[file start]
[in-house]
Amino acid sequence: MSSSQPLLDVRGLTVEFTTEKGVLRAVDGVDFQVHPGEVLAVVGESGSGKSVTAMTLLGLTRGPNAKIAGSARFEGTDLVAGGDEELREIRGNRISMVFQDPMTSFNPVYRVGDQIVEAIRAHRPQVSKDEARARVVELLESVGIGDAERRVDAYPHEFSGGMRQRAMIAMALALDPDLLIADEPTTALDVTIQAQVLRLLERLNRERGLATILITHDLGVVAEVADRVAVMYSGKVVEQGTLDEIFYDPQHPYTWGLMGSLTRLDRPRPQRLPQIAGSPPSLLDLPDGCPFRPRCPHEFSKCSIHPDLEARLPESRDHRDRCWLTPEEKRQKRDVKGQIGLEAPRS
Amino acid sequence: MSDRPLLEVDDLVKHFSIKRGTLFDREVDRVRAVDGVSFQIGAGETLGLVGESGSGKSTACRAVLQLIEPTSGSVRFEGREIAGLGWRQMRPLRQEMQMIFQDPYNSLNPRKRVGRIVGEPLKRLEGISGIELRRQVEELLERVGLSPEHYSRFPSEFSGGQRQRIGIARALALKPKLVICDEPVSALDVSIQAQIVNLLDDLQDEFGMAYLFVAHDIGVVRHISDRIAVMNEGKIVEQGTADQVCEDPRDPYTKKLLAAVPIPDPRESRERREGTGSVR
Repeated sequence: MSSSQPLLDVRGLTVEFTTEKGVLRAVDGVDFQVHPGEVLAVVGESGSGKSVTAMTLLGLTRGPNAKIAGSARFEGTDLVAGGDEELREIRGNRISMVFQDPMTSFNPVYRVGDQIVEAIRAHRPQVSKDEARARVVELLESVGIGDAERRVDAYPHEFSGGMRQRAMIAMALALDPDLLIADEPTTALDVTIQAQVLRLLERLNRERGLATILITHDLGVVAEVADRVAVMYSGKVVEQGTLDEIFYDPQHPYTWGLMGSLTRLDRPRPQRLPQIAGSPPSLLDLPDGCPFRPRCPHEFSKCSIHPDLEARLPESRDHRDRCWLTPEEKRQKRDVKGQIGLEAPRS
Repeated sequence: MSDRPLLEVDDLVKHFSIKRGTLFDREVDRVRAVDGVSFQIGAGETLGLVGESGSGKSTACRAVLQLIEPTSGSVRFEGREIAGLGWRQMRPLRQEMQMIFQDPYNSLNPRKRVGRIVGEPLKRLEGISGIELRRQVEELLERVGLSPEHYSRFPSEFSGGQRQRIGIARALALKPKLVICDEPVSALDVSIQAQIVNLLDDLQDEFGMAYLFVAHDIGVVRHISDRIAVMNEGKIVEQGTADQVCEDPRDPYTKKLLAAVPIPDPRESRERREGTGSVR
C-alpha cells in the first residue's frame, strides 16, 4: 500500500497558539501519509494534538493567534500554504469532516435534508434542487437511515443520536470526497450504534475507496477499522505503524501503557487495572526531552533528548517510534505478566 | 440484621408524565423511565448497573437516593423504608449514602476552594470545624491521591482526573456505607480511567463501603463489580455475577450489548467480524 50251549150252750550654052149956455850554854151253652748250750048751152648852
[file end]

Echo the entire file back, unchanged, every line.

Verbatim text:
[in-house]
Amino acid sequence: MSSSQPLLDVRGLTVEFTTEKGVLRAVDGVDFQVHPGEVLAVVGESGSGKSVTAMTLLGLTRGPNAKIAGSARFEGTDLVAGGDEELREIRGNRISMVFQDPMTSFNPVYRVGDQIVEAIRAHRPQVSKDEARARVVELLESVGIGDAERRVDAYPHEFSGGMRQRAMIAMALALDPDLLIADEPTTALDVTIQAQVLRLLERLNRERGLATILITHDLGVVAEVADRVAVMYSGKVVEQGTLDEIFYDPQHPYTWGLMGSLTRLDRPRPQRLPQIAGSPPSLLDLPDGCPFRPRCPHEFSKCSIHPDLEARLPESRDHRDRCWLTPEEKRQKRDVKGQIGLEAPRS
Amino acid sequence: MSDRPLLEVDDLVKHFSIKRGTLFDREVDRVRAVDGVSFQIGAGETLGLVGESGSGKSTACRAVLQLIEPTSGSVRFEGREIAGLGWRQMRPLRQEMQMIFQDPYNSLNPRKRVGRIVGEPLKRLEGISGIELRRQVEELLERVGLSPEHYSRFPSEFSGGQRQRIGIARALALKPKLVICDEPVSALDVSIQAQIVNLLDDLQDEFGMAYLFVAHDIGVVRHISDRIAVMNEGKIVEQGTADQVCEDPRDPYTKKLLAAVPIPDPRESRERREGTGSVR
Repeated sequence: MSSSQPLLDVRGLTVEFTTEKGVLRAVDGVDFQVHPGEVLAVVGESGSGKSVTAMTLLGLTRGPNAKIAGSARFEGTDLVAGGDEELREIRGNRISMVFQDPMTSFNPVYRVGDQIVEAIRAHRPQVSKDEARARVVELLESVGIGDAERRVDAYPHEFSGGMRQRAMIAMALALDPDLLIADEPTTALDVTIQAQVLRLLERLNRERGLATILITHDLGVVAEVADRVAVMYSGKVVEQGTLDEIFYDPQHPYTWGLMGSLTRLDRPRPQRLPQIAGSPPSLLDLPDGCPFRPRCPHEFSKCSIHPDLEARLPESRDHRDRCWLTPEEKRQKRDVKGQIGLEAPRS
Repeated sequence: MSDRPLLEVDDLVKHFSIKRGTLFDREVDRVRAVDGVSFQIGAGETLGLVGESGSGKSTACRAVLQLIEPTSGSVRFEGREIAGLGWRQMRPLRQEMQMIFQDPYNSLNPRKRVGRIVGEPLKRLEGISGIELRRQVEELLERVGLSPEHYSRFPSEFSGGQRQRIGIARALALKPKLVICDEPVSALDVSIQAQIVNLLDDLQDEFGMAYLFVAHDIGVVRHISDRIAVMNEGKIVEQGTADQVCEDPRDPYTKKLLAAVPIPDPRESRERREGTGSVR
C-alpha cells in the first residue's frame, strides 16, 4: 500500500497558539501519509494534538493567534500554504469532516435534508434542487437511515443520536470526497450504534475507496477499522505503524501503557487495572526531552533528548517510534505478566 | 440484621408524565423511565448497573437516593423504608449514602476552594470545624491521591482526573456505607480511567463501603463489580455475577450489548467480524 50251549150252750550654052149956455850554854151253652748250750048751152648852